LONDON. — London--Some of the besieged inhabitants of Sarajevo, at last receiving a measure of food and medicine, are now telling foreign journalists: Send us guns, not bread. Relief, they say, is a palliative. They need weapons to escape from the corner the Serbs and the Croats have pushed them into.
For once, the great arms sellers, America, Russia, Britain, France and Germany have not rushed into the breach offering their wares. By any standard of past conflicts there has been an amazing amount of self-discipline. The UN-agreed embargo is working with only the occasional gun runner cocking a snook -- the South African Arms Corporation using a Uganda Airlines 707 to ship small arms and black marketeers taking advantage of the breakdown of central control, selling old Soviet arms.
All the more surprising, the embargo holds in spite of the fact only one side, the Serbs, controls most or all of the old Yugoslav arms factories and can churn out practically anything they want.
Is this a marker for our times? Until now the conventional wisdom, in foreign and defense ministries from Washington to Moscow to New Delhi, has been that there must be a military balance. Thus arms sales, rather than provoking war, could work to insure the peace; deterrence, whether nuclear or conventional, is an unpleasant but positive element in international relations.
We must savor this moment in political rectitude and pray for consistency. Does this perhaps mean in future we need not fear more Irangates or grain deals to enable the Saddam Husseins of the world to buy our guns? Is the West slowly beginning to understand that not only is it often not true that my enemy's enemy is my friend, but that even if he is, in this case the hapless Bosnian Muslims, it won't necessarily help him in the long run if we rush in with military hardware?
Interestingly, the Stockholm International Peace Research Institute is about to publish a study that examines 10 recent wars and convincingly upturns the apple cart on the belief that arms sales, if properly managed, are a trustworthy instrument for engineering stability. The study makes four important points:
* Reliable arms deliveries, on many occasions, clearly have influenced a decision to go to war.
* Arms transfers generally prolong and escalate wars, increasing suffering and destruction.
* Nevertheless, supplier states have little leverage in conditioning or even determining the outcome of hostilities.
* Arms embargoes do act to reduce the intensity of the fighting.
We can see an advanced state of this fascinating shift in the conventional wisdom being played out in Cambodia today. No country in the world has a greater history of violence and bestiality as Cambodia and, like Yugoslavia, it is a many-sided contest. For too many years the West supported the genocidal )) guerrillas of the Khmer Rouge merely because they were the only force that appeared strong enough to undermine the Vietnamese-backed central government.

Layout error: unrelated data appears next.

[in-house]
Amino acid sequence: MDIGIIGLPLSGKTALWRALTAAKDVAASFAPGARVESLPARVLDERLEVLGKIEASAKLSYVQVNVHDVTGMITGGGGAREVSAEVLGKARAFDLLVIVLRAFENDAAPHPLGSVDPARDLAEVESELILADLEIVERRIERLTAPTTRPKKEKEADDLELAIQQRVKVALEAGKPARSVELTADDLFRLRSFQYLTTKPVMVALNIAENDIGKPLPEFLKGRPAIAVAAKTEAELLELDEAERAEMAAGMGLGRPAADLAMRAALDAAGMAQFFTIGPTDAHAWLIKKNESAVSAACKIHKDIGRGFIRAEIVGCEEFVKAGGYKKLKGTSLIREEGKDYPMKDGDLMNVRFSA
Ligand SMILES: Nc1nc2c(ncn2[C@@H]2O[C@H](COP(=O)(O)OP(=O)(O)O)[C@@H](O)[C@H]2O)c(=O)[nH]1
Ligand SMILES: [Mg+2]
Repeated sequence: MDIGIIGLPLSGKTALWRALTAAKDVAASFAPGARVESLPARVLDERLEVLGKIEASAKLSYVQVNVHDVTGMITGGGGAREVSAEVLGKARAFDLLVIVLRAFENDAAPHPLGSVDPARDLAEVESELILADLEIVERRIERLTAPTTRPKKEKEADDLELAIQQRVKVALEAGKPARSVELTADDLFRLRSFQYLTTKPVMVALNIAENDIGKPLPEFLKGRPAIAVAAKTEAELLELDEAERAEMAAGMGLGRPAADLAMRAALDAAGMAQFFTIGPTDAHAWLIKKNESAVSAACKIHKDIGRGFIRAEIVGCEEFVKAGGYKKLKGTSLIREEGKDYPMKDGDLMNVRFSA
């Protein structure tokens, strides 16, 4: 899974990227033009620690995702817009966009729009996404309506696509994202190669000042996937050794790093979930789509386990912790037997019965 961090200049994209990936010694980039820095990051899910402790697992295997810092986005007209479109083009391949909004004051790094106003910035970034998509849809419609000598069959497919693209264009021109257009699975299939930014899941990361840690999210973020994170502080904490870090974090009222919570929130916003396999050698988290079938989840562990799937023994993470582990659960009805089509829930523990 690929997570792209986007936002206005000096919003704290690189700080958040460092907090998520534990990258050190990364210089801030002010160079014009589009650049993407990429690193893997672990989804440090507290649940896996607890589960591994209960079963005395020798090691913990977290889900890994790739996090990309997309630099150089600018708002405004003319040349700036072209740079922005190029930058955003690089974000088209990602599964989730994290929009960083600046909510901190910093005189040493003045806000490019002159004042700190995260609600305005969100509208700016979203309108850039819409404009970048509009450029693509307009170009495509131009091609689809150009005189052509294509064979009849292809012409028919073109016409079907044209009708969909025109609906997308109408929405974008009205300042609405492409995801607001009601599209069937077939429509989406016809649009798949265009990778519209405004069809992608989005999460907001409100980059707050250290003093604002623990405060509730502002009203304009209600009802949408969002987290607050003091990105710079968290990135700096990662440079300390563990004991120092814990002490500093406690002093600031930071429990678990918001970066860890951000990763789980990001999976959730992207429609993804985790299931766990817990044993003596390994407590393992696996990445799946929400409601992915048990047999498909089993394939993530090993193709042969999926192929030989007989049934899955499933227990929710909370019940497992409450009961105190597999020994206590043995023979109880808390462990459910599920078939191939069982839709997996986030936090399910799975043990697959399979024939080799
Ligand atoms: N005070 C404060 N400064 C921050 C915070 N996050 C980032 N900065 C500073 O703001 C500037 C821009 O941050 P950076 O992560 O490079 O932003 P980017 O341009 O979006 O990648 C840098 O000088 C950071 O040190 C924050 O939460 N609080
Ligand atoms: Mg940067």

Five years ago Washington, responding to one of Gorbachev's many olive branches, changed tack and, after four years of painfully slow negotiations under the authority of the U.N. Security Council, a peace agreement was signed in Paris nine months ago. The successive decisions of the Vietnamese to withdraw military support from the central government and of the Chinese to halt arms shipments to the rebel Khmer Rouge helped force the peace. It is now being implemented at an estimated cost of $2 billion (cheap, compared with the gulf war's cost of $53 billion) with 15,000 U.N. soldiers, 1,500 U.N. police and thousands of U.N. civilian administrators. The might of the U.N. is being substituted for one-sided political and military support.
At the moment, however, it looks as if the Khmer Rouge, the most deadly fighting force in the world, is about to tear up the Paris accords, refusing as promised in Paris to place its disarmed troops in U.N. camps while elections are organized. It is clear that the arms embargo imposed on the country is badly leaking and this is bolstering the Khmer Rouge's bravado. The Security Council needs to intervene again and order Thailand to close its border with Cambodia, which both the Thai generals and the Khmer Rouge use to trade across in illicit timber, gems and guns.
The lesson of Cambodia is clear for Yugoslavia -- and for the rest of the world where conflicts erupt. Revitalizing the U.N. is welcome and overdue -- it is a real and workable alternative to balance of power Realpolitik. But without real restraint in the selling of arms the work of the U.N. in holding the ring is in danger of sabotage. Unless we cut down on the flow of arms, wars will kill more people than they have to, peace settlements will not be negotiated and if they are there is a danger they will end up on the scrap-heap.
Don't listen to the voices of anguish crying for arms in Bosnia. Instead keep the lid on arms sales. Tighten the embargo on Serbia. Ceaselessly work for negotiations. Be ready to field more U.N. soldiers to implement a cease-fire. Doubtless for a while, if stupidity persists, these terrible killings will continue even for another year or two. But be assured any other way would have been far, far worse.
Jonathan Power writes a column on the Third World.